# Limit of a sequence

## Homework Statement

Show that if sn$\leq$b for all but finitely many n, then lim sn$\leq$b.

## The Attempt at a Solution

My question is regarding the absolute value portion of the proof:

by contradiction: Call lim sn s. Suppose s>b. Then

l sn-s l < $\epsilon$.

Choose $\epsilon$=s-b.

Then l sn-s l < s-b.

-(sn-s)<s-b

My question is this: The proof only seems to work if we assume sn-s is negative. But why couldn't sn be greater than s? Am I missing something important in the wording of the problem? Perhaps the "all but finitely man n"? I actually don't quite grasp what that means.

If the sequence was 1/n

Choose

SammyS
Staff Emeritus
Homework Helper
Gold Member

## Homework Statement

Show that if sn$\leq$b for all but finitely many n, then lim sn$\leq$b.

## The Attempt at a Solution

My question is regarding the absolute value portion of the proof:

by contradiction: Call lim sn s. Suppose s>b. Then

l sn-s l < $\epsilon$.

Choose $\epsilon$=s-b.

Then l sn-s l < s-b.

-(sn-s)<s-b

My question is this: The proof only seems to work if we assume sn-s is negative. But why couldn't sn be greater than s? Am I missing something important in the wording of the problem? Perhaps the "all but finitely man n"? I actually don't quite grasp what that means.

If the sequence was 1/n

Choose
If l sn - s l < s - b ,

then -(s - b) < sn - s < s - b .

That's -s + b < sn - s < s - b .

Add s to all : b < sn .

As for the "all but finitely many n":

That's going to be an important part of the proof.

Certainly, of those values of n, for which sn > b, one of those n's is largest, call it N. What does that say about sn if n > N?

Last edited:
If l sn - s l < s - b ,

then -(s - b) < sn - s < s - b .

That's -s + b < sn - s < s - b .

Add s to all : b < sn .

As for the "all but finitely many n":

That's going to be an important part of the proof.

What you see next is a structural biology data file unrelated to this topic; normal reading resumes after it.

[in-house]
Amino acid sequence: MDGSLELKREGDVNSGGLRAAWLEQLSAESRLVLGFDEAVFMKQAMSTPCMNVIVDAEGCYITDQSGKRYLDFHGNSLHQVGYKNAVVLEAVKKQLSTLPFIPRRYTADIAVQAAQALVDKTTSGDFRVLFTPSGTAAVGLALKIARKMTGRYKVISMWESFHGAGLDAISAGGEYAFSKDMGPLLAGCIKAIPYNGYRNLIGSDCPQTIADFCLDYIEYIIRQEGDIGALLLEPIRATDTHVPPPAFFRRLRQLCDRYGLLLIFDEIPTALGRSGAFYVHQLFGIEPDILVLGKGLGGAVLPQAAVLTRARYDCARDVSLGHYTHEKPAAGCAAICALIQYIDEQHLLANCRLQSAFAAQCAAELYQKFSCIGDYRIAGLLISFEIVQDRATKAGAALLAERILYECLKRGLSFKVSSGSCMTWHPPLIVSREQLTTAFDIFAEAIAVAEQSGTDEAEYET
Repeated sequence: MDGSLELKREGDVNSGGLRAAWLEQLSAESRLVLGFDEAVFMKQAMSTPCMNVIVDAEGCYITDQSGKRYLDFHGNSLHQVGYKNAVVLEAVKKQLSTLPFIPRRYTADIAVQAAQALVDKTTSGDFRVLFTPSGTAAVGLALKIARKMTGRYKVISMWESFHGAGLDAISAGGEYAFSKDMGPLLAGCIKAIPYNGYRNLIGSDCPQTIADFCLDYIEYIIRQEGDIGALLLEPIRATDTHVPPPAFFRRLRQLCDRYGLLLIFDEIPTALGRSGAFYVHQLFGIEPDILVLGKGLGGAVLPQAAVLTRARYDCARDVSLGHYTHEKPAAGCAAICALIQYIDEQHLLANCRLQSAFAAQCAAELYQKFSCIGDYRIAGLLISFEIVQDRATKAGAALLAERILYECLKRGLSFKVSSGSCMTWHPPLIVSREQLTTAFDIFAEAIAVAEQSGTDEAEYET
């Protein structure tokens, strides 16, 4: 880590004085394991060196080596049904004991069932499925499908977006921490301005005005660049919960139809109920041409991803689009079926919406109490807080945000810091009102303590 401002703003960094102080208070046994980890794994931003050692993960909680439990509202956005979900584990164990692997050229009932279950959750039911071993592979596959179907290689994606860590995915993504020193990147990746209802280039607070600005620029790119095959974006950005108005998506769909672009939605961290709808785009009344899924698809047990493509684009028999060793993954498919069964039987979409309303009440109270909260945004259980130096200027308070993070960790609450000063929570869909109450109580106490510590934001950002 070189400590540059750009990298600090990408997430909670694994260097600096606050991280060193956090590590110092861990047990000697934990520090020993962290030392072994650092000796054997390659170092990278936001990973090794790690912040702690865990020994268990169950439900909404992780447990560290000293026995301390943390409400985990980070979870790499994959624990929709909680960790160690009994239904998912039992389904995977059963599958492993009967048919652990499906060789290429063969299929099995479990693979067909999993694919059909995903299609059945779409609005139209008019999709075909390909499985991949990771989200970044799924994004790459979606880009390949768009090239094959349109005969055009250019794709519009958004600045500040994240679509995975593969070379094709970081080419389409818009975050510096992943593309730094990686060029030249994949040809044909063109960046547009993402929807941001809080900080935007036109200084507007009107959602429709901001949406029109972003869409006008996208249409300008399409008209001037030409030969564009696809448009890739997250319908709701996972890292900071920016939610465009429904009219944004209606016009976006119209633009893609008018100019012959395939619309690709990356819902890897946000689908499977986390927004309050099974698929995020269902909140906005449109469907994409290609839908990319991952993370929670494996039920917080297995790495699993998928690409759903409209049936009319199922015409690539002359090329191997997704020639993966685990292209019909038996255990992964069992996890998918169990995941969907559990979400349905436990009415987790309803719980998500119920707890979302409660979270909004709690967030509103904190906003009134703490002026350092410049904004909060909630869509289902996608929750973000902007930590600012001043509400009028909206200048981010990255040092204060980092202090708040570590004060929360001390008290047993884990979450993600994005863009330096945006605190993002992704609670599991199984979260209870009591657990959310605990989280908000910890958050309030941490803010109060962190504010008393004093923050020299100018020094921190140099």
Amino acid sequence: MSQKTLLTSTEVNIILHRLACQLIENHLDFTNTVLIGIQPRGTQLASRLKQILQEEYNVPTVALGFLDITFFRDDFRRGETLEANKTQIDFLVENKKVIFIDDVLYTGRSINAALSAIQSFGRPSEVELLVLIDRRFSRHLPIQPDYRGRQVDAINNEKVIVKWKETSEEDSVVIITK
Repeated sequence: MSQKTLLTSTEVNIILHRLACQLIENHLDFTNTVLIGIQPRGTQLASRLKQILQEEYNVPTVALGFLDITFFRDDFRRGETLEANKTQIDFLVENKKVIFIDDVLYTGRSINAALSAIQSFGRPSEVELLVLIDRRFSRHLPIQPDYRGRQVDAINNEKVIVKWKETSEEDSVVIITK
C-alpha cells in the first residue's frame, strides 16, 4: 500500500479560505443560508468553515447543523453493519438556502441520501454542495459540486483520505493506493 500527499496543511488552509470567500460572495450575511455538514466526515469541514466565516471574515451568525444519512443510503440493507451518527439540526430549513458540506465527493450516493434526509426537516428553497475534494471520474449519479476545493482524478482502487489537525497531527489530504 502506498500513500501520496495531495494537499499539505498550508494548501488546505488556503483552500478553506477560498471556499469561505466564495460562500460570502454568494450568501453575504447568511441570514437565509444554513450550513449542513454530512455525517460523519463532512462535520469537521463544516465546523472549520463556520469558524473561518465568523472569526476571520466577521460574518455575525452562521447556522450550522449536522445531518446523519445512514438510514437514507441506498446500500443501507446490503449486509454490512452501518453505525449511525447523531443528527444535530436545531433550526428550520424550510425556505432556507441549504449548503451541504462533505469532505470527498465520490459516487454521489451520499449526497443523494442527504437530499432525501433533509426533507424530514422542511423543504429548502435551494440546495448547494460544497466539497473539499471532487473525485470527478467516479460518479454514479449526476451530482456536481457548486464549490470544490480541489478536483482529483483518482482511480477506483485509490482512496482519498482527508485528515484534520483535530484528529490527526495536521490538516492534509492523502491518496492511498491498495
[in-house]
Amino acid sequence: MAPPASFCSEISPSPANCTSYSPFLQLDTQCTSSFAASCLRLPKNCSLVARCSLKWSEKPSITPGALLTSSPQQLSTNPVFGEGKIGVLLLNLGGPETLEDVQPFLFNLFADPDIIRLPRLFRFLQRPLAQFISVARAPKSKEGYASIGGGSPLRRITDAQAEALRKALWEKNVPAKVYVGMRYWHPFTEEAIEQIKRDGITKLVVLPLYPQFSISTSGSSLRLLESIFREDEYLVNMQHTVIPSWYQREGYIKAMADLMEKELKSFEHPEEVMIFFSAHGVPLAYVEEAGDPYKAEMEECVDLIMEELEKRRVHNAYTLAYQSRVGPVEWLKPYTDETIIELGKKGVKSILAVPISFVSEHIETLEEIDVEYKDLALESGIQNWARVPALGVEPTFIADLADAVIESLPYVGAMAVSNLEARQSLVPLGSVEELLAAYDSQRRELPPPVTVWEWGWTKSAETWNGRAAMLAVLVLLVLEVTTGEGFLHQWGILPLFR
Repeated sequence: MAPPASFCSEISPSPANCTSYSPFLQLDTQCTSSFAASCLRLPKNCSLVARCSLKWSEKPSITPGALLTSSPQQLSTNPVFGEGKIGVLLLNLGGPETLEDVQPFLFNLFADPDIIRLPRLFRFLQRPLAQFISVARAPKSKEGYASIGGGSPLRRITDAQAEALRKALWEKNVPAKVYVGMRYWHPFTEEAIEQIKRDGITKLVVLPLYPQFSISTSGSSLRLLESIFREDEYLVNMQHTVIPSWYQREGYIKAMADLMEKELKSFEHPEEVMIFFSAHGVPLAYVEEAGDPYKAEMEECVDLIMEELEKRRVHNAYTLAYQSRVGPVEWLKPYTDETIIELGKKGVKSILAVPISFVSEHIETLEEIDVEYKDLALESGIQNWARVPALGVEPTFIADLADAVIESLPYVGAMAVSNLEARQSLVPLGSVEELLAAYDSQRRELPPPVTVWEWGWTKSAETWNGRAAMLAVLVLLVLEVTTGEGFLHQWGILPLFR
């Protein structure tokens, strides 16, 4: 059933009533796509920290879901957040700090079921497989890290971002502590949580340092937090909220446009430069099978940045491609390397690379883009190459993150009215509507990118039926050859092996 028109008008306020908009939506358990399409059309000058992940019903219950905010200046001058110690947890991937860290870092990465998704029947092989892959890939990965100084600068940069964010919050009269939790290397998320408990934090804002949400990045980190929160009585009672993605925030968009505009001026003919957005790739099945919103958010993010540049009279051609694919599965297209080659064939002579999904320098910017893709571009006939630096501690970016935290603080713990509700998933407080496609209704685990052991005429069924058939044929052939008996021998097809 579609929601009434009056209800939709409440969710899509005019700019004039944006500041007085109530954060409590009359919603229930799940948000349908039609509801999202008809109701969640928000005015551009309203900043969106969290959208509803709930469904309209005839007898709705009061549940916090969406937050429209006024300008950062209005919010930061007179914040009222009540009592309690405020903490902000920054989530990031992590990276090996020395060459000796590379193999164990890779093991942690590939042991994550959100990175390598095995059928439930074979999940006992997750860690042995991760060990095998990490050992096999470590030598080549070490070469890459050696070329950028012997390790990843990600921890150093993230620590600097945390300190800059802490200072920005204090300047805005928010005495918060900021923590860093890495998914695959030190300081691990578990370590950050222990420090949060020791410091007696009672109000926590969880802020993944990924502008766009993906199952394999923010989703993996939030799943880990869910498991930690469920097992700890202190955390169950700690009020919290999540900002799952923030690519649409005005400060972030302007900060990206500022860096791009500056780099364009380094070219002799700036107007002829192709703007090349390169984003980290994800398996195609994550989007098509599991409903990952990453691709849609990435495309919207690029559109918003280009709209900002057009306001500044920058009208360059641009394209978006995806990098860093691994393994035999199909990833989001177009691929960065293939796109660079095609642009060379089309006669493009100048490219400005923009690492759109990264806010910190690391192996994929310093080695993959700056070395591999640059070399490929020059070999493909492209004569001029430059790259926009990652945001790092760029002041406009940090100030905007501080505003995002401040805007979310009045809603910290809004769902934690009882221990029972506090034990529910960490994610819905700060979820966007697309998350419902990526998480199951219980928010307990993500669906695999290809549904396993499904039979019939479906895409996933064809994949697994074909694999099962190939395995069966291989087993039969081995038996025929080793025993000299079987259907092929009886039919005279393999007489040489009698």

Certainly, of those values of n, for which sn > b, one of those n's is largest, call it N. What does that say about sn if n > N?
Ok. I've looked over the problem for a while now and I understand the absolute value portion. You still considered when sn-s is positive but it didn't affect the contradiction.

The only conclusion I am able to make about your last question, and I don't know how this affects the proof, is that s(n) doesn't exist where n>N.

Wait, but that means there is no N in Naturals such that n>N implies ls(n)-sl<epsilon, for some epsilon >0. So that is the contradiction? That the limit doesn't exist?

SammyS
Staff Emeritus
Homework Helper
Gold Member
Ok. I've looked over the problem for a while now and I understand the absolute value portion. You still considered when sn-s is positive but it didn't affect the contradiction.

The only conclusion I am able to make about your last question, and I don't know how this affects the proof, is that s(n) doesn't exist where n>N.
Maybe I could have stated it better.

There are only a finite number of n values for which sn > b . Right.

Let N be the index (subscript) of the last sn for which sn ≥ b.

I.e. if sn ≥ b, then n ≤ N.

So, if n > N, then sn < b.

Ray Vickson
Homework Helper
Dearly Missed

## Homework Statement

Show that if sn$\leq$b for all but finitely many n, then lim sn$\leq$b.

## The Attempt at a Solution

My question is regarding the absolute value portion of the proof:

by contradiction: Call lim sn s. Suppose s>b. Then

l sn-s l < $\epsilon$.

Choose $\epsilon$=s-b.

Then l sn-s l < s-b.

-(sn-s)<s-b

My question is this: The proof only seems to work if we assume sn-s is negative. But why couldn't sn be greater than s? Am I missing something important in the wording of the problem? Perhaps the "all but finitely man n"? I actually don't quite grasp what that means.

If the sequence was 1/n

Choose

## The Attempt at a Solution

Suppose r = s-b > 0. Choose any ε > 0, ε < r. There exists N so that for all n ≥ N we have
|s-sn| < ε, meaning that s - ε < sn < s + ε, so sn > s-ε > s-r = b, and this contradicts the original hypothesis.

RGV

Maybe I could have stated it better.

There are only a finite number of n values for which sn > b . Right.

Let N be the index (subscript) of the last sn for which sn ≥ b.

I.e. if sn ≥ b, then n ≤ N.

So, if n > N, then sn < b.

aha! I see it now! Confusion between notation of s(n) and n's was throwing me off in the wrong direction (literally, on the number line, in the wrong direction!).

Thank you for your patience and guidance!